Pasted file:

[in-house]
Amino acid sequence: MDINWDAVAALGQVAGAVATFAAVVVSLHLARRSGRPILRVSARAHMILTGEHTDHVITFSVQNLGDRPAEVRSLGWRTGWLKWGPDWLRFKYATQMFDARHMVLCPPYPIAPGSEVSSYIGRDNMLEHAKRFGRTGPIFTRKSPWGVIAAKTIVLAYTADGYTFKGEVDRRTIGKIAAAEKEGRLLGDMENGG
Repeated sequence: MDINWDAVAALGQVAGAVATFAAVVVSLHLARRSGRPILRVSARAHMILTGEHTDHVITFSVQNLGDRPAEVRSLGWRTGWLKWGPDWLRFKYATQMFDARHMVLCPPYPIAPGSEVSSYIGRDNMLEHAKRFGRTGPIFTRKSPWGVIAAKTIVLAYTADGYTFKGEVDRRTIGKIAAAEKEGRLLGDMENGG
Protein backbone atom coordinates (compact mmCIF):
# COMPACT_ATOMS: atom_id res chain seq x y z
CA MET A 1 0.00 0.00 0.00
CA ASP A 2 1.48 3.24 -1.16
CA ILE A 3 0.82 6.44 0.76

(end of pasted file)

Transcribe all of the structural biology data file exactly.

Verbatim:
[in-house]
Amino acid sequence: MDINWDAVAALGQVAGAVATFAAVVVSLHLARRSGRPILRVSARAHMILTGEHTDHVITFSVQNLGDRPAEVRSLGWRTGWLKWGPDWLRFKYATQMFDARHMVLCPPYPIAPGSEVSSYIGRDNMLEHAKRFGRTGPIFTRKSPWGVIAAKTIVLAYTADGYTFKGEVDRRTIGKIAAAEKEGRLLGDMENGG
Repeated sequence: MDINWDAVAALGQVAGAVATFAAVVVSLHLARRSGRPILRVSARAHMILTGEHTDHVITFSVQNLGDRPAEVRSLGWRTGWLKWGPDWLRFKYATQMFDARHMVLCPPYPIAPGSEVSSYIGRDNMLEHAKRFGRTGPIFTRKSPWGVIAAKTIVLAYTADGYTFKGEVDRRTIGKIAAAEKEGRLLGDMENGG
Protein backbone atom coordinates (compact mmCIF):
# COMPACT_ATOMS: atom_id res chain seq x y z
CA MET A 1 0.00 0.00 0.00
CA ASP A 2 1.48 3.24 -1.16
CA ILE A 3 0.82 6.44 0.76